The Ontario Liquor Licence Act and Regulations govern all aspects of liquor licencing in the Province of Ontario. In addition to establishing the process by which a business may acquire a liquor licence, the legislation also regulates the manner in which alcohol is distributed and served in licenced establishments. The failure of a licensee to comply with the legislation can lead to an imposition of a condition on a licence, a suspension of a licence for a prescribed amount of time or worse, the revocation of a licence.
Under the Act, a licensee is prohibited from “permitting drunkenness” on their licenced premises. If a patron is suspected to be “drunk”, a licensee is required to take steps to have that patron removed from the licensed establishment. “Drunkenness” however is not defined in the Act or its regulations. Instead, whether a patron was or is “drunk” is to be determined on a case-by-case basis having regard to all the circumstances and context of each case.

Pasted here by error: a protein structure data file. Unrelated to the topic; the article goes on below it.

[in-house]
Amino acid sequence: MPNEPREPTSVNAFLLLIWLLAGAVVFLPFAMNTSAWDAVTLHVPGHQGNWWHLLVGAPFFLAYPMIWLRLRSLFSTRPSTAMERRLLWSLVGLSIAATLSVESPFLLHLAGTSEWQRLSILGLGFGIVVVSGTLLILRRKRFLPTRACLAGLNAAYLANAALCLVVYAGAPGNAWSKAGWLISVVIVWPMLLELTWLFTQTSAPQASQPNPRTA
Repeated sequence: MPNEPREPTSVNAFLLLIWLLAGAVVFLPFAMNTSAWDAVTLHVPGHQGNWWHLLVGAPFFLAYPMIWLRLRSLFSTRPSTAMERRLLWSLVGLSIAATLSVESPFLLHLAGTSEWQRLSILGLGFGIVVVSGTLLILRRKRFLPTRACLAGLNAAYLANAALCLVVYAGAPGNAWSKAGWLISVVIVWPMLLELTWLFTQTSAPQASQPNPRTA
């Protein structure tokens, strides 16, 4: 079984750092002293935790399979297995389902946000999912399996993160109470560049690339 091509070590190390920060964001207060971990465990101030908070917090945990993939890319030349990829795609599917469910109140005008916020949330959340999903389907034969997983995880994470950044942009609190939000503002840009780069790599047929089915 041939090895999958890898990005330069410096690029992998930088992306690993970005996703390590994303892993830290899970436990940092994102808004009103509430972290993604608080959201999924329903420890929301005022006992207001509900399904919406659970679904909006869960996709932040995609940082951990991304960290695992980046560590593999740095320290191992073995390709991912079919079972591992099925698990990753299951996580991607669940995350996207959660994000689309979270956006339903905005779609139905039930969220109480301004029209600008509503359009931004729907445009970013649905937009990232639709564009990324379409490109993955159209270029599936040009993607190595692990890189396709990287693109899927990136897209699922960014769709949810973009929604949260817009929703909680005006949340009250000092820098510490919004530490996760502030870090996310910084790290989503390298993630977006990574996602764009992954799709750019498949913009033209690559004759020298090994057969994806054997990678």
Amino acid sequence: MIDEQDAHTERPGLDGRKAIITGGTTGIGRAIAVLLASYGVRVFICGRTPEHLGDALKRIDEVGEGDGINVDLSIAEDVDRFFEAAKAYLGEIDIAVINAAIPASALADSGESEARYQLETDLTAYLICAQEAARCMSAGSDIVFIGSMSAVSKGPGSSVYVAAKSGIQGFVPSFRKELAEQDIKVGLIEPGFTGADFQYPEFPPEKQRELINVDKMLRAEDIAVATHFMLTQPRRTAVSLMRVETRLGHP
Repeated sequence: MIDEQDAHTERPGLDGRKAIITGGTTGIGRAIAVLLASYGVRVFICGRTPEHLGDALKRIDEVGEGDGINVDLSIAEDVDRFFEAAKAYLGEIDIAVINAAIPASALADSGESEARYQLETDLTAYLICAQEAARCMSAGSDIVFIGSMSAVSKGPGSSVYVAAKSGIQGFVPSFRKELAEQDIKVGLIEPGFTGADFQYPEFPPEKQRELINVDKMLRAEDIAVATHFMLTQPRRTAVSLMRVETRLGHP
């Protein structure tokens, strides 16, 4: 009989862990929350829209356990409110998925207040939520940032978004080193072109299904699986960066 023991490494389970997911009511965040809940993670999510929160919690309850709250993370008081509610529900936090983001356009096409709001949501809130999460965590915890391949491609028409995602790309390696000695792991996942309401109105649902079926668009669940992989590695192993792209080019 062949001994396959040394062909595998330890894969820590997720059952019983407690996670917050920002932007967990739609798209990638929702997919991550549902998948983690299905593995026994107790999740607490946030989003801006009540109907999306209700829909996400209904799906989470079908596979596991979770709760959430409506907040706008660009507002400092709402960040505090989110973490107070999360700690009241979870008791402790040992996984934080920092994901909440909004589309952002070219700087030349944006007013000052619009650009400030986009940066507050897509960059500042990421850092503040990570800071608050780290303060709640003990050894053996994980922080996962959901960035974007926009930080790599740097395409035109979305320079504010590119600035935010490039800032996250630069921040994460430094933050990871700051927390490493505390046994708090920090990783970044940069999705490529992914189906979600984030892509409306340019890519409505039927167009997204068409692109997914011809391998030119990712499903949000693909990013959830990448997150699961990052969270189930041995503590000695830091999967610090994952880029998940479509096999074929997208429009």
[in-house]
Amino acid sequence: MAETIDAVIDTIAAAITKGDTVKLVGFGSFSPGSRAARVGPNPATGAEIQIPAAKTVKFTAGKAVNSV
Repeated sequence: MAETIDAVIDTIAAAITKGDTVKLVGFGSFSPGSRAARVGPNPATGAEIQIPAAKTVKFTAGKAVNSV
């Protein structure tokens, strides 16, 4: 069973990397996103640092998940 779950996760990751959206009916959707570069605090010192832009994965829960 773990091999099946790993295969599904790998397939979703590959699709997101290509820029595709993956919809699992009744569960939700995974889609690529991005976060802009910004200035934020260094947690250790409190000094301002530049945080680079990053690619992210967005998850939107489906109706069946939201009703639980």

Canadian courts have accepted that the effect of alcohol consumption on a human exist on a continuum ranging from no effect, to feeling effects, to being under the influence, to impairment, to intoxication, finally, to loss of consciousness. “Drunkenness” has been held to exist at the high end of this continuum (R v Hagarty, 2005 ONCJ 317). Traditionally accepted indicia of drunkenness include; glassy or droopy eyes, staggering, unsteadiness on ones feet, slurred speech, loud or disruptive behaviour, vomiting or loss of consciousness. To determine whether a licensee permitted drunkenness within the meaning of the Act, a Tribunal must be satisfied that the balance of the behaviour observed in a patron support a finding that a patron was, in fact, drunk while on the licenced premises.
The potential business consequences of the loss or suspension of a liquor licence to a licensee are obvious. Licensee's that are faced with potential liquor licence violation should take steps to immediately seek the advice of legal counsel familiar with the options that are available to the licensee for the full resolution of their matter. Our office provides advice and representation on the full range of liquor licencing matters. If you have a liquor license issue, we would be happy to assist you.
The content contained in this blog is intended to provide information about the subject matter and is not intended as legal advice. If you would like further information or advice please contact the author.